PHILADELPHIA — The Middle East Forum is pleased to announce that Steven J. Rosen has joined its staff as a visiting fellow, with special responsibility for U.S. foreign policy.
Mr. Rosen, a native of New York City, received a Ph.D. from Syracuse University's Maxwell School of Diplomacy. From 1968 to 1982, he served on the faculties of the University of Pittsburgh, Brandeis University, and the Australian National University, and he headed Middle East issues for the RAND Corporation's National Security Strategies Program. He wrote many academic publications, including The Logic of International Relations (1977), a best-selling textbook that ran to five editions.
From 1982 to 2005, he served as director of foreign policy issues for the American Israel Public Affairs Committee, where he was responsible for relations with the State Department, the National Security Council, and other executive branch agencies. The Washington Post noted that "Rosen helped pioneer 'executive-branch lobbying,' a style of advocacy that was not widespread when he began it in the mid-1980s, but is now a routine complement to the more traditional lobbying of Congress." The New York Times called him one of AIPAC's "most influential employees, with wide-ranging contacts within the Bush administration and overseas." National Public Radio called him "a larger-than-life figure" who "helped shape AIPAC into one of the most powerful lobby groups in the country." According to a 2005 Ha'aretz article, "In the eyes of many, he is AIPAC itself."
Two aspects of his work at AIPAC deserve special notice:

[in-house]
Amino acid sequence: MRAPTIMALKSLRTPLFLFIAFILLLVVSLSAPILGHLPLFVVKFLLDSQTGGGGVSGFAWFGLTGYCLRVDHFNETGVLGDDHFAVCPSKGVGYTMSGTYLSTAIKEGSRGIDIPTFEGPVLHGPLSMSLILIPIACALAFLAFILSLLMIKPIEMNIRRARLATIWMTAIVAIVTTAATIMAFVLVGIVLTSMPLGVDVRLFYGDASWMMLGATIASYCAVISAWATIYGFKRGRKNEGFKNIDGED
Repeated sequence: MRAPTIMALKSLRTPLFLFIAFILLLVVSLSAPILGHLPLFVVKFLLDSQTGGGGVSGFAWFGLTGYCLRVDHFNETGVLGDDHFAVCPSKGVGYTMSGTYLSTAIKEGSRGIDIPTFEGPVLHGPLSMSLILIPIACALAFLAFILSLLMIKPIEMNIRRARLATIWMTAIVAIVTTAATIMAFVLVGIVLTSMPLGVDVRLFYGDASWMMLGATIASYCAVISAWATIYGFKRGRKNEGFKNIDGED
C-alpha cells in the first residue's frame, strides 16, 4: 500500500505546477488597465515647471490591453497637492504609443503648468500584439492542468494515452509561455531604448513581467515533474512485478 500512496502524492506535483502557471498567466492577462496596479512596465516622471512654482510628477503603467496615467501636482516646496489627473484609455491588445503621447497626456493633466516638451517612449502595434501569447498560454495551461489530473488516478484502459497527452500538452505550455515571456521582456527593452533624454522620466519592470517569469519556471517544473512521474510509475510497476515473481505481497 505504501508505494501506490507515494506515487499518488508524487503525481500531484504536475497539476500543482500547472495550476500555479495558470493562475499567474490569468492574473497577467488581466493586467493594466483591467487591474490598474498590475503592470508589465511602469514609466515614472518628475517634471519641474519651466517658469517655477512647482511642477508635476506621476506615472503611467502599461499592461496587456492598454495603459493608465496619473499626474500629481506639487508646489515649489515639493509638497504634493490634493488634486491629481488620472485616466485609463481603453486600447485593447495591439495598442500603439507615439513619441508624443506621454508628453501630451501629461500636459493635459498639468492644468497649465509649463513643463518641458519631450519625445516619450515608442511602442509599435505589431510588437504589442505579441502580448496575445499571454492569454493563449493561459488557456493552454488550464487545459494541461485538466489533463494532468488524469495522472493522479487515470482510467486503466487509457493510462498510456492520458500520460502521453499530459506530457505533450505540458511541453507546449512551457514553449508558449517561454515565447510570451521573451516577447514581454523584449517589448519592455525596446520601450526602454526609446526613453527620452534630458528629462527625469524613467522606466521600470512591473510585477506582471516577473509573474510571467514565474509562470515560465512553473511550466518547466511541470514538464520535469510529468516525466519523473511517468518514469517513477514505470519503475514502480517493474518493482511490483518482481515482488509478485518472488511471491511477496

(1) His 1980s efforts to expand U.S.-Israel military cooperation: Mr. Rosen argued that the U.S.-Israel relationship should be based not on unilateral U.S. support for Israel but on mutual benefit. He established this premise in reports such as The Strategic Value of Israel (1982) and Israel and the U.S. Air Force (with Martin Indyk, 1983). The Washington Post noted that he then "helped convince key members of the administration that Israel was a U.S. 'strategic asset'," leading to "more cooperation than the two countries had ever enjoyed" while New York Times columnist William Safire credited him with helping launch U.S.-Israel strategic cooperation. A New Yorker profile noted that: "Rosen used his contacts to ... lobby for a strategic cooperation agreement between Israel and the United States, which was signed over the objections of ... the Secretary of Defense, and which led to a new level of intelligence sharing and military sales."
(2) His 1990s efforts to build leverage over Iran through a strategy of graduated economic sanctions: Mr. Rosen worked behind the scenes to secure President Clinton's March 14, 1995 executive order banning Conoco from investing in Iranian oil and gas production and his May 8, 1995 executive order extending this ban to all U.S. companies; congressional passage of the Iran-Libya Sanctions Act ("ILSA") on December 18, 1995, to pressure foreign companies not to invest in Iranian oil and gas production; and Clinton's signing ILSA on August 4, 1996. The executive orders and ILSA (now called the Iran Sanctions Act) remain the foundation of efforts today to mobilize multilateral economic pressures against the Iranian nuclear enrichment program.
Mr. Rosen has already initiated two projects for the Middle East Forum, a weblog titled "Obama Mideast Monitor" and a publication series called The Policy Forum. His work at the Forum as a visiting fellow will initially emphasize issues facing the new administration, particularly debates concerning Iran and the Palestinians.
In announcing the appointment, Daniel Pipes, director of the Middle East Forum, said: "Steve Rosen brings new strengths to our work, particularly in the Washington policy environment that he knows so well."
Mr. Rosen said: "The Middle East Forum has a reputation for excellence in research and analysis. I am honored to join it and hope to help increase its impact in the policy arena."
For more information, contact Amy Shargel at
215-546-5406, ex. 22